One of the coolest things about Messages is the cross-device functionality, in that you can send messages to and from your Mac and your iOS devices. I use it while at work to chat with folks who text me from their iPhone; it’s a really handy way to avoid using a tiny screen while at work, not to mention letting you keep your iPHone in a bag, instead of beeping or vibrating on your desk.
Now, though, you can send an iMessage in the Notification Center in OS X Mavericks beta. Here’s how.
OS X Mavericks (named after a hot surfing spot in California) was released last week, and even though it may have been overshadowed by the iOS 7 announcement at the same time, there are bound to be some new things in the operating system we can tip you about.
Remember, though, that as with all beta software, OS X Mavericks isn’t a final version–it’s meant to be used by developers to ensure that when it’s released this fall, all the devs with apps on OS X will have had time to make tweaks to their current Mac software, and start integrating Mavericks stuff into their next bits of software.
That said, let’s take a look at how to enable the new Do Not Disturb toggle in OS X Mavericks beta.
Apple made a lot of significant changes in iOS 7, and some of those will be instantly familiar to those who are running the latest versions of Android. As is often the case, Apple has “borrowed” certain features from rival operating systems, and we’ve counted at least seven that were part of Android first.
I’ve given iOS 7 a lot of hate this morning — just because I hate its icons — so I thought it was about time I showed it some love. It may not look the best, but the next-generation of iOS is packed full of awesome new features that should greatly improve the user experience.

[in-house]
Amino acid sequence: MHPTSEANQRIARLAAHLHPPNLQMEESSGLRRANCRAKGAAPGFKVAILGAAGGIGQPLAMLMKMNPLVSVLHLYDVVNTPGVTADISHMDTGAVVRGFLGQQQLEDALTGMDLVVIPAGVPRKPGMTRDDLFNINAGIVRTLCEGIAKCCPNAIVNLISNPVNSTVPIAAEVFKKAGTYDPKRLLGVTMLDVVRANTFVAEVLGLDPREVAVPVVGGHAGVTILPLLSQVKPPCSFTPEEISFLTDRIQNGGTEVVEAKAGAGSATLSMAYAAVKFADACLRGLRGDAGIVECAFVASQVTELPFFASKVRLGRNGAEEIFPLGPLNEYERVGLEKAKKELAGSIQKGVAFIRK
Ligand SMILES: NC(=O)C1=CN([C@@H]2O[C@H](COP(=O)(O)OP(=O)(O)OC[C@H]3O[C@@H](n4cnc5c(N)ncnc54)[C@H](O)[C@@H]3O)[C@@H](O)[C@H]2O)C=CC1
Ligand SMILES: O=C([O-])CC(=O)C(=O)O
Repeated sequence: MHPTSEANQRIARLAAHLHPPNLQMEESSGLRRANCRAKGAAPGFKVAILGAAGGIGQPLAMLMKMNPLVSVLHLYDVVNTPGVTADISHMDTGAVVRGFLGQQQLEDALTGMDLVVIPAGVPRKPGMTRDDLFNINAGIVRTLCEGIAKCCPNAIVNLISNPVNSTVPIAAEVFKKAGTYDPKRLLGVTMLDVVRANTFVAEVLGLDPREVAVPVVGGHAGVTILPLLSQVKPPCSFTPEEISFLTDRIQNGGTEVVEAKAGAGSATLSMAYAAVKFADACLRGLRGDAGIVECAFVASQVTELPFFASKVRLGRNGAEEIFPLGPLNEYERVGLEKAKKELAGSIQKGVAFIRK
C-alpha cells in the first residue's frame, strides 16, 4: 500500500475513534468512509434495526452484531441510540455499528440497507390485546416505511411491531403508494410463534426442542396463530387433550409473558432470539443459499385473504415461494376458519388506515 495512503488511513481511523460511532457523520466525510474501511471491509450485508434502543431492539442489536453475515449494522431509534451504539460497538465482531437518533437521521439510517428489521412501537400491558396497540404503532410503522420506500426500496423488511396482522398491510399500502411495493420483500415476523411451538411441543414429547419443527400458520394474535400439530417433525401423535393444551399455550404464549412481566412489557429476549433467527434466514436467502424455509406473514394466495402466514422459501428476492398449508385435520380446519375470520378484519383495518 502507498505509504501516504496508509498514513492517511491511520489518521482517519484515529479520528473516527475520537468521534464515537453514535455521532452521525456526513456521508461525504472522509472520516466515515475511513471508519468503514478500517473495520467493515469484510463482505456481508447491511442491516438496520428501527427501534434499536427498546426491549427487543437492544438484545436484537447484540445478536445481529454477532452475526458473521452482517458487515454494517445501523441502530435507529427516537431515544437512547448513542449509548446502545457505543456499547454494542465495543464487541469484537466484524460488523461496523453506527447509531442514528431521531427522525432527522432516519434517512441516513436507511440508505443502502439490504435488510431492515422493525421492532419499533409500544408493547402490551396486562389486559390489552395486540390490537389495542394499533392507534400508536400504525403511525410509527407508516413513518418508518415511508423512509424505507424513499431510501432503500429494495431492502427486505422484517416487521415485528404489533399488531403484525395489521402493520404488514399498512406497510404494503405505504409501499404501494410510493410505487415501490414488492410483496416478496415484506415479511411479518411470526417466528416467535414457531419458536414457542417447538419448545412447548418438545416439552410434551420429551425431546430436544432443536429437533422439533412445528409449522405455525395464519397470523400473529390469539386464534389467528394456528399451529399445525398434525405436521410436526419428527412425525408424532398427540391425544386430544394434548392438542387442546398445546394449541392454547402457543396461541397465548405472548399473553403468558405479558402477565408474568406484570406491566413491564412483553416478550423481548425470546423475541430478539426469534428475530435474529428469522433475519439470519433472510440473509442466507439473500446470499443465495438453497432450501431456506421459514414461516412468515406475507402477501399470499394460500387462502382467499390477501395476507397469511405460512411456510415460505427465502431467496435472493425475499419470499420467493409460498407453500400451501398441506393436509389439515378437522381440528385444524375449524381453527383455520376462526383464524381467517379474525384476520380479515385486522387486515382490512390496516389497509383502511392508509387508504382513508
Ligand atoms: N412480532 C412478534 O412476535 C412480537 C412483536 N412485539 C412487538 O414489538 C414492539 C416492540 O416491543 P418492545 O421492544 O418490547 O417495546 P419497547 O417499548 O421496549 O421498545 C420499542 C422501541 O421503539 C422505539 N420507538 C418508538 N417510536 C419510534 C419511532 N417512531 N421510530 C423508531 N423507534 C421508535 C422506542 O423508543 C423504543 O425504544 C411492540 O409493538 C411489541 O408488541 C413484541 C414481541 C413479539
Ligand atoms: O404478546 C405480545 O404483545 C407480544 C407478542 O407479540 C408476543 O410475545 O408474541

A lot of those were detailed during Apple’s keynote at WWDC yesterday, but some got left out. So here’s ten awesome features in iOS 7 that didn’t get a mention at the event.
Apple has been using ideas that originated in the jailbreak community for years. A jailbreak tweak called MobileNotifier enhanced push notifications in iOS 4, and Apple hired the guy who made it and released Notification Center in iOS 5. Jailbreakers were doing multitasking and tethering before Apple too.
Looking ahead at iOS 7, I honestly have no idea what to expect from Apple. Jony Ive has never really been a big fan of skeuomorphism, so flatter and more minimalist graphics wouldn’t surprise me. Some truly innovate ideas for enhancing the iOS experience have arisen in the past year, and I think it would be foolish for Apple to not at least draw inspiration from these three.
The default Notification Center sound, Basso, is not one that makes anyone super happy. It kind of sounds like a digital fart, to be honest. Why an operating system that’s had the ability to switch alert sounds since at least OS 7 doesn’t have that option here is beyond me, but luckily there’s a way to change it.
As Twitter reduces broad spectrum support for third-party apps, you may be looking for a way around using special apps to send out a Tweet from your Mac. Or, maybe you want to just send out a quick Facebook status update about something, but want to avoid the hassle of launching Facebook.com in a browser. Either way, you can send out tweets and update Facebook from Notification Center, starting with OS X Mountain lion.
You will have to enable these services, though, to make it all work. Here’s how.
In OS X Mountain Lion, you can set a Calendar notification for a repeating event on your iPhone, then get that notification on your Mac. Heck, you can even set a Calendar event on your Mac and get it when you’re out and about with your iPhone or iPad. It’s all a part of Apple’s iCloud integration, and it works pretty well, most days.
But what if you really don’t want to be notified of a certain type of event when you’re on your Mac? With OS X Mountain Lion, at least, you have a few more options for notifications that come from Calendar. Check it out.